- 4th edition: 1918/1919 – eine deutsche Revolution. Reinbek bei Hamburg: Rowohlt, 1986, ISBN 3-499-17455-3
- 5th edition: 1918/1919 – eine deutsche Revolution. Reinbek bei Hamburg: Rowohlt, 1988, ISBN 3-499-17455-3
- 6th edition: Der Verrat. Deutschland 1918/19. Berlin, Verlag 1900, 1993, ISBN 3-930278-00-6
- 7th edition: Der Verrat. 1918/1919 – als Deutschland wurde, wie es ist. Berlin, Verlag 1900, 1994, ISBN 3-930278-00-6
- 8th edition: Der Verrat. 1918/1919 – als Deutschland wurde, wie es ist. Berlin, Verlag 1900, 1995, ISBN 3-930278-00-6
- 9th edition: Der Verrat. Berlin, Verlag 1900, 2000, ISBN 3-930278-00-6
- 10th edition: Der Verrat. Deutschland 1918/1919. Berlin, Verlag 1900, 2002, ISBN 3-930278-00-6
- 11th edition: Die deutsche Revolution – 1918/19. Kindler, 2002, ISBN 3-463-40423-0
- 12th edition: Die deutsche Revolution – 1918/19. rororo Taschenbücher, 2004, ISBN 3-499-61622-X
- 13th edition: Die deutsche Revolution – 1918/19. Anaconda Verlag, 2008, ISBN 3-86647-268-4
- 1978 The Meaning of Hitler ISBN 0-674-55775-1, translated from Anmerkungen zu Hitler, Publishing house. Fischer Taschenbuch, Frankfurt am Main. ISBN 3-596-23489-1.
- 1979 Preußen ohne Legende
- 1980 Überlegungen eines Wechselwählers, Publishing house. Kindler GmbH, München. ISBN 3-463-00780-0
- 1985 Im Schatten der Geschichte: Historisch-politische Variationen,. Deutsche Verlags-Anstalt, Stuttgart. ISBN 3-421-06253-6
- 1987 Von Bismarck zu Hitler: Ein Rückblick, Publishing house Kindler GmbH, München. ISBN 3-463-40003-0
- 1989 The Ailing Empire, English translation of Von Bismarck zu Hitler. Fromm International Publishing, New York. ISBN 0-88064-136-3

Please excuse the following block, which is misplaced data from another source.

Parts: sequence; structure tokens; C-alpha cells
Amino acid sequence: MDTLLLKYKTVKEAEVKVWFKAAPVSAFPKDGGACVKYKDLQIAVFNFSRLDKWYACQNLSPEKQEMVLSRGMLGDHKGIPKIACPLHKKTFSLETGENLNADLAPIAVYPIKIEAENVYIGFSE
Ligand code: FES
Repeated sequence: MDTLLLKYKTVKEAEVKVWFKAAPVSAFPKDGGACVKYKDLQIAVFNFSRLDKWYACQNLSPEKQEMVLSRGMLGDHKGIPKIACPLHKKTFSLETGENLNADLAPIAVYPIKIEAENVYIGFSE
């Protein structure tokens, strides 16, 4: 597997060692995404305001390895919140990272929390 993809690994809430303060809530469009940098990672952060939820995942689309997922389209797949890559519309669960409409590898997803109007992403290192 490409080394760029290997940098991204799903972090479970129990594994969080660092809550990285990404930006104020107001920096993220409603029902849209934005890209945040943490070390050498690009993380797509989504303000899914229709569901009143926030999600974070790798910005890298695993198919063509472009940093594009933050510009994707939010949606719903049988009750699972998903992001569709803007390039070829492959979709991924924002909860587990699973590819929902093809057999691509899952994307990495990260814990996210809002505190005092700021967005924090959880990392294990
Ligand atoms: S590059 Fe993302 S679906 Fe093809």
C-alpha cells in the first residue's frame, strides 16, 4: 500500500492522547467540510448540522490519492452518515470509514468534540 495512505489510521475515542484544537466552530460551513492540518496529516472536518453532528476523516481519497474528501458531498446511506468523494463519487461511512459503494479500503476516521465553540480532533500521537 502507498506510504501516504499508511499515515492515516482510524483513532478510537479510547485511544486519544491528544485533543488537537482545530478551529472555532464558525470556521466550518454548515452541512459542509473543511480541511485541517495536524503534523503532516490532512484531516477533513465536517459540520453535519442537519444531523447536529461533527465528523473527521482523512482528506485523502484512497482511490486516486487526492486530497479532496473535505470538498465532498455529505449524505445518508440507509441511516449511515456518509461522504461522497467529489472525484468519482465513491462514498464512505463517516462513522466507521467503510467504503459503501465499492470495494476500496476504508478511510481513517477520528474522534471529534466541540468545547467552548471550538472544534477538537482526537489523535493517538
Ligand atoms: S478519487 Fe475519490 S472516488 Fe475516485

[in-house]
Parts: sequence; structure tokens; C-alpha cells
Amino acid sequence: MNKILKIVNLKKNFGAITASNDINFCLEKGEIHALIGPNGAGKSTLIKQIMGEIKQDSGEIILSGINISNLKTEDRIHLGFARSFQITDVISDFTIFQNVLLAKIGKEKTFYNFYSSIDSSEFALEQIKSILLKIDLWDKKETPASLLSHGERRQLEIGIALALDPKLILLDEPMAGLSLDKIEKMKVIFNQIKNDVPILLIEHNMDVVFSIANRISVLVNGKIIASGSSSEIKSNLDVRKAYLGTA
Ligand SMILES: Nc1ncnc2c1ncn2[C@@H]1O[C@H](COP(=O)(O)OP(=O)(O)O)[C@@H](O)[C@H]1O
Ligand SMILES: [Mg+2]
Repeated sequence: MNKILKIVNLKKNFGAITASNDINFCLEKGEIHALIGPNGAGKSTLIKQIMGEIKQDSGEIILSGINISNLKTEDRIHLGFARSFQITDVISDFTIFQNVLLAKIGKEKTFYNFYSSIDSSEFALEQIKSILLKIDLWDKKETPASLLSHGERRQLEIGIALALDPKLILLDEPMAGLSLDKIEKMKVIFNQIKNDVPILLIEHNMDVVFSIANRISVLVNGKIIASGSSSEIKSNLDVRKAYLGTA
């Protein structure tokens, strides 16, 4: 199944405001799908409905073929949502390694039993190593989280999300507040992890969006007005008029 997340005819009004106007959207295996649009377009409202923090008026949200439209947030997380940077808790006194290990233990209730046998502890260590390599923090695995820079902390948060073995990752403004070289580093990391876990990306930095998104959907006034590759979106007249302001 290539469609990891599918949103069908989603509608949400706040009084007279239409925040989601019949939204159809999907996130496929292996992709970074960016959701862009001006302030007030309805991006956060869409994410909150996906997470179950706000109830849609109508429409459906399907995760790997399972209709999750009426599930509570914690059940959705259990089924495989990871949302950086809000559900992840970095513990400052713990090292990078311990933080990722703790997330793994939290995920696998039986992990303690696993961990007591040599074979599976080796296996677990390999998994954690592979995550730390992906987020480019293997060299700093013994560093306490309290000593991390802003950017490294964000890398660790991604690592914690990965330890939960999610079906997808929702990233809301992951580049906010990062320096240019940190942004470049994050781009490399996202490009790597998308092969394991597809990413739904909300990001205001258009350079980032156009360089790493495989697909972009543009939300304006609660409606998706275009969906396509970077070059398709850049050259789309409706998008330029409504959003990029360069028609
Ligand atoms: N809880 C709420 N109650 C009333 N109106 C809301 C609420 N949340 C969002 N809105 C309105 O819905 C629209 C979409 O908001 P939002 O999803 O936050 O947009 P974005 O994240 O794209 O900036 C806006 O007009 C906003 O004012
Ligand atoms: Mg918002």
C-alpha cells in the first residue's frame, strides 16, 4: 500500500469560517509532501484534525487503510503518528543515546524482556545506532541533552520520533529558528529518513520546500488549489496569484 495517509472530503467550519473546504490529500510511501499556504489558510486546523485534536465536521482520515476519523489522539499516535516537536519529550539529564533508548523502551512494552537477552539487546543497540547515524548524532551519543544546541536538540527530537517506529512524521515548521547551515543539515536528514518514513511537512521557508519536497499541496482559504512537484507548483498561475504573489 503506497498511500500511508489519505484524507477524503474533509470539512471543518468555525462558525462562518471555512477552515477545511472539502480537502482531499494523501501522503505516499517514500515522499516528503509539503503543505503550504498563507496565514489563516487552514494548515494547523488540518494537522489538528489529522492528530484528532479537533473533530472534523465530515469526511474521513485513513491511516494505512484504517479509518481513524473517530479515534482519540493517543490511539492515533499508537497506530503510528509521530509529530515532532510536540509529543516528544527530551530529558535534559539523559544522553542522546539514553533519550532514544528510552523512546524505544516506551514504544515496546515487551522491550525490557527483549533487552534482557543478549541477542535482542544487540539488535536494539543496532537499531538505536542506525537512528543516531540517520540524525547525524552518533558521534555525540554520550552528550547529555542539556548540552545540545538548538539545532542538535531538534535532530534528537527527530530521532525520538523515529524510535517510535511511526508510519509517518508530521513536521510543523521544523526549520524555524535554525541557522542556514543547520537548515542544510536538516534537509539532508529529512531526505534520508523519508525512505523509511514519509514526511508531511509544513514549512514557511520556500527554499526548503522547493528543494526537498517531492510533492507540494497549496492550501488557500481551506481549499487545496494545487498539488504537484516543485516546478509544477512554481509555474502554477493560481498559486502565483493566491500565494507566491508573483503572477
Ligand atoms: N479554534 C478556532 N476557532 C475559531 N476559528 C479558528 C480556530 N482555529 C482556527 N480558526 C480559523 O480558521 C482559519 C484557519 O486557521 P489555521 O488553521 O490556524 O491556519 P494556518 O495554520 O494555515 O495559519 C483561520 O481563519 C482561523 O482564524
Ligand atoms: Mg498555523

- 1989 Der Teufelspakt: Die deutsch-russischen Beziehungen vom Ersten zum Zweiten Weltkrieg,.Publishing house Manesse, Zürich. ISBN 3-7175-8121-X
- 1997 Zwischen den Kriegen. Essays zur Zeitgeschichte, ISBN 3-930278-05-7
- 2000 Defying Hitler: A Memoir ISBN 0-312-42113-3, translated from Geschichte eines Deutschen. Die Erinnerungen 1914–1933. (Written in approximately 1940, was published after he died) ISBN 3-423-30848-6 Book review by Charles Taylor in the webmagazine www.Salon.com
- 2000 Der Neue Krieg, (contains an email from Juergen Kuttner), Publishing house Alexander, Berlin. ISBN 3-89581-049-5
- 2002 Die Deutsche Frage: 1950 – 1961: Von der Wiederbewaffnung bis zum Mauerbau, Publishing house Fischer Taschenbuch, Frankfurt am Main. ISBN 3-596-15536-3
- Soukup, Uwe (2001). Ich bin nun mal Deutscher. Sebastian Haffner. Eine Biographie. Berlin: Aufbau-Verlag. ISBN 3-351-02526-2.
Sebastian Haffner (27th of December, 1907// 2nd of January, 1999) is the pseudonym that begins to use Raimund Pretzel when he emigrate to England with his Jewish girlfriend. His family was protestantey, a decided opponent of the nazi regime (which is why that traveled to England with his girlfriend) He began to use the pseudonym Sebastian Haffner so that his family in Germany was not affected by their activities abroad. He was one of the most prominent writers on the German history of the 19th and 20th centuries.
|Wikimedia Commons has media related to Sebastian Haffner.|
- "Stern words from Berlin" published in The Guardian days after Haffner's death, retelling his life (14 January 1999)